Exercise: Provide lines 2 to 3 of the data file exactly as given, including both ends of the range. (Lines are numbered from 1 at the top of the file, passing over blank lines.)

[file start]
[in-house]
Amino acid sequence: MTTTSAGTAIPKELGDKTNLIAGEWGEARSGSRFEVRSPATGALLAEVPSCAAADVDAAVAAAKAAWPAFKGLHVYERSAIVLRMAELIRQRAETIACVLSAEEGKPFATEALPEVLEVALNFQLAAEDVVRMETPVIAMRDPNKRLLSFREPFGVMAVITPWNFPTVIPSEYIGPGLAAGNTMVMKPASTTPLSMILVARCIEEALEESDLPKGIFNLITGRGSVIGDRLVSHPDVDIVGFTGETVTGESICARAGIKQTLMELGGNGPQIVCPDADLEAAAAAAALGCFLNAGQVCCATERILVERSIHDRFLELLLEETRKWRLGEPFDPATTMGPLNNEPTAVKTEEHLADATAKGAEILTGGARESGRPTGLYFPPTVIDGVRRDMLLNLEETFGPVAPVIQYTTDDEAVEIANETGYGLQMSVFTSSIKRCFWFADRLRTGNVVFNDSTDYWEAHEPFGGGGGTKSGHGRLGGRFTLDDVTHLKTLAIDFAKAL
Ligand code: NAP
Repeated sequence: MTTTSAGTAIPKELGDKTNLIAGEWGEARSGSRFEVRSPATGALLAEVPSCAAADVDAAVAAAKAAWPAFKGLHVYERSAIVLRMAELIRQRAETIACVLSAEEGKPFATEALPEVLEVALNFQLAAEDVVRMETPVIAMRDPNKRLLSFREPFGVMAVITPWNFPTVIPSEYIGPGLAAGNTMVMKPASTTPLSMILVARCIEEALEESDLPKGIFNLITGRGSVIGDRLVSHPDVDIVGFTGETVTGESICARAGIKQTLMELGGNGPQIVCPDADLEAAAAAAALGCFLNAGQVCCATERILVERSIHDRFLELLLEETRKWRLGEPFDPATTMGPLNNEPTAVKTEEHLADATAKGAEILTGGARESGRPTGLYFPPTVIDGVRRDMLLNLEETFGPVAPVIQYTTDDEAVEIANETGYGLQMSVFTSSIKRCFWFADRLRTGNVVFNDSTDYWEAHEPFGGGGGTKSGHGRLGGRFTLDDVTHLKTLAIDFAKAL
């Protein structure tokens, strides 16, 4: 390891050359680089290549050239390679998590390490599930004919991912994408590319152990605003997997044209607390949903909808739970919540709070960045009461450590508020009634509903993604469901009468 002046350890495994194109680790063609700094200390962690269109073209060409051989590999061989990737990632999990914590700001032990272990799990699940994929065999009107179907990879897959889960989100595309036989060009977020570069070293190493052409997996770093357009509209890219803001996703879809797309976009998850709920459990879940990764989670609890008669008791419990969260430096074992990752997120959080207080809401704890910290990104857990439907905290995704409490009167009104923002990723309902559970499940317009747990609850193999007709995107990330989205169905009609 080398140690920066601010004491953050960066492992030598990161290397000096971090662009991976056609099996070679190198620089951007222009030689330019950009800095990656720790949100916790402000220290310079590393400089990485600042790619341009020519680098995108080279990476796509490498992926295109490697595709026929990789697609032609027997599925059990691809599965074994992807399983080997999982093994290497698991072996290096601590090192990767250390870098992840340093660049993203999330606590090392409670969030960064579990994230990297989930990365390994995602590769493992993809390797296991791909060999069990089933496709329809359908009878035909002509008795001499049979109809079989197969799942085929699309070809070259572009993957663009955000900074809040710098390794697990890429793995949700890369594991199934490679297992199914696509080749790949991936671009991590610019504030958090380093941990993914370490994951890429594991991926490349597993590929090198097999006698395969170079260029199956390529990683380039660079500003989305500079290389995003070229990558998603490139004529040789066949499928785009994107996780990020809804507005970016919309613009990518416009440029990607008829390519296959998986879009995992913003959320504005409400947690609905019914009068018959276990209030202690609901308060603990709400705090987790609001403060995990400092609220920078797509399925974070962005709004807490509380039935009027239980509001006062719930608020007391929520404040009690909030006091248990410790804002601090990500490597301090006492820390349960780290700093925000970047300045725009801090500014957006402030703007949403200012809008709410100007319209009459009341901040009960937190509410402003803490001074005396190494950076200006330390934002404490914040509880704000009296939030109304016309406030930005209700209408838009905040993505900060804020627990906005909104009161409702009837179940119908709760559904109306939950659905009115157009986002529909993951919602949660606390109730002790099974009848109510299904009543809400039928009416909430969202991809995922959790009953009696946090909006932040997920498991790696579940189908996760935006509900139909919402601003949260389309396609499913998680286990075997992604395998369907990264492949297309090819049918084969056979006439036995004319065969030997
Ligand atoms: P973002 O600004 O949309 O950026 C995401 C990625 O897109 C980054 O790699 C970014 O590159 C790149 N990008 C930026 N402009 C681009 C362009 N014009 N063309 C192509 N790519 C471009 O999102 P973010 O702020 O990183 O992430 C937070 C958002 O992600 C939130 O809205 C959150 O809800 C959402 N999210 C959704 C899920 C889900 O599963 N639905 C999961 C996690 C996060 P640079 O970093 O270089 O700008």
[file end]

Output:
Amino acid sequence: MTTTSAGTAIPKELGDKTNLIAGEWGEARSGSRFEVRSPATGALLAEVPSCAAADVDAAVAAAKAAWPAFKGLHVYERSAIVLRMAELIRQRAETIACVLSAEEGKPFATEALPEVLEVALNFQLAAEDVVRMETPVIAMRDPNKRLLSFREPFGVMAVITPWNFPTVIPSEYIGPGLAAGNTMVMKPASTTPLSMILVARCIEEALEESDLPKGIFNLITGRGSVIGDRLVSHPDVDIVGFTGETVTGESICARAGIKQTLMELGGNGPQIVCPDADLEAAAAAAALGCFLNAGQVCCATERILVERSIHDRFLELLLEETRKWRLGEPFDPATTMGPLNNEPTAVKTEEHLADATAKGAEILTGGARESGRPTGLYFPPTVIDGVRRDMLLNLEETFGPVAPVIQYTTDDEAVEIANETGYGLQMSVFTSSIKRCFWFADRLRTGNVVFNDSTDYWEAHEPFGGGGGTKSGHGRLGGRFTLDDVTHLKTLAIDFAKAL
Ligand code: NAP